Unique Design Requirements in Commercial Architecture
Commercial architects encounter a lot of very interesting projects over the course of their careers. We work with clients in all sorts of retail sectors, and quickly learn that some businesses have distinct, and sometimes unexpected needs, that must be incorporated into the design. Today, we’d like to share a few examples of some fit-to-purpose design requirements in commercial architecture.
Creature comforts: designing the perfect pet store.
If you think pet stores with live animals are simple boxy buildings that require little planning or added infrastructure, you’d be barking up the wrong tree! Today’s modern retail pet stores have come a long way when it comes to the care offered to the animals they sell, and to the services they provide to visiting pets and owners.
Many pet stores offer spa and pet washing in-house, which requires the design and installation of washing stations and associated water service and drainage systems. Specialized pressure washing equipment must be carefully calibrated to gently massage and clean pets while preventing injury. Care must be taken to contain water and ensure walls, flooring and surfaces are easy to clean.
In Canada, pet stores need to consider what happens if the power goes out in the winter. A store we worked on had a power receptacle installed on the outside of the building, designed to plug into a generator to provide emergency power. This would allow them to keep the lights and specialty equipment on and prevent the animals from freezing if the power went off.
Perhaps the most surprising design requirement we learned about when working with a national pet store chain was the need to design walls and ceilings to prevent the escape of birds, rodents and… yes… snakes. Special measures are taken to stop up any gaps in the wall, and line walls with fine mesh wire to make it scurry and slither proof.
High standards: cannabis stores.
With the pending legalization of cannabis in Canada, retail stores are budding up across the country. Based on the experience south of the border, these aren’t going to be dark, dank shops modelled on the “head shops” of our youth.
Many of these retailers, particularly boutiques and chain operations, realize the value of professional retail design – and the importance of a positive customer experience that feels comfortable and safe. As they target a more mainstream customer, they will be eager to change perceptions. Expect to see clean, bright, inviting modern interiors with product cases that clearly display the various strains and products the stores carry. Like all retail businesses, the goal will be to encourage customers to “stop, ask, browse and buy.”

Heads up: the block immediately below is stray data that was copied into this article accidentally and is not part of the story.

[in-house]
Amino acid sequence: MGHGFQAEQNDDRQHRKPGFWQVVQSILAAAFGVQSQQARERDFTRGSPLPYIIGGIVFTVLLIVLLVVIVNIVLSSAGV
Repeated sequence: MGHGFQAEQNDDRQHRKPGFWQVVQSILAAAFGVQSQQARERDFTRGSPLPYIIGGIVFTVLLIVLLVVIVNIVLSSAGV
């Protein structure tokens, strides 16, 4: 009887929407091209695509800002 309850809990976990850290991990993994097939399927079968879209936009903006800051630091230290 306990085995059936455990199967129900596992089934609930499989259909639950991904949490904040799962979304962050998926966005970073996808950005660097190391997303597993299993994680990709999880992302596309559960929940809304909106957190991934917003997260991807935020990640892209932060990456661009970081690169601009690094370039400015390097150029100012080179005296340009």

High Road Design is one of America’s leading designers of retail space for the cannabis industry. Founder Megan Stone says that given the nature of the product, and the fact these stores have a lot of cash on premises, security is a key issue.
“(Owners) failing to really integrate their security into the design is one of the things you commonly see. We need these shops to be safe and secure… but just because we have to design ourselves like banks doesn’t mean we have to feel like banks.”
Each province will have unique requirements that may impact design. In Alberta, for example, stores will be provincially mandated to have alarms and video surveillance in place – with product displayed in locked showcases that are only accessible to staff.
Keeping their cool: grocery, c-store and liquor store design.
No one likes a warm beer or a melted tub of ice cream. The obvious need for coolers and refrigeration units will largely drive the design of grocery, c-store or liquor store businesses. Stores need to do their homework to decide how much cooler space is required, and carefully consider where the cooler section will be located.
This is important as the cooler placement will impact where on the roof the condenser unit will be situated. Since condenser units are quite heavy, the roof will likely need reinforcement to bear the weight. Most coolers are loaded from the rear to minimize disturbance to customers. As such, they are generally placed along the back and around the outside edges of the store. This also helps cut down on the distance products (such as bulk 4 L milk jugs) need to be moved.
Easy to clean surfaces are essential and are largely driven by health code. Tills will generally be placed at the front of the store near exits, and are designed to provide staff with clear sight lines of the entire store to deter theft. Special thought must be given to the backroom to ensure there is ample storage.
Whatever your requirements, plan ahead.
As you can see, there are several unique design requirements in commercial architecture, all depending on the business you are in. Make sure the architect and or engineering/ design firm you work with has a clear understanding of your business’s needs. Much of the direction will be determined by existing design standards (in the case of franchise retail stores) and applicable health and building code requirements.
A final piece of advice: always plan ahead. If for example, you open a pet store with the intention of adding a pet wash service in two years, it makes sense to factor future plumbing requirements into the initial design.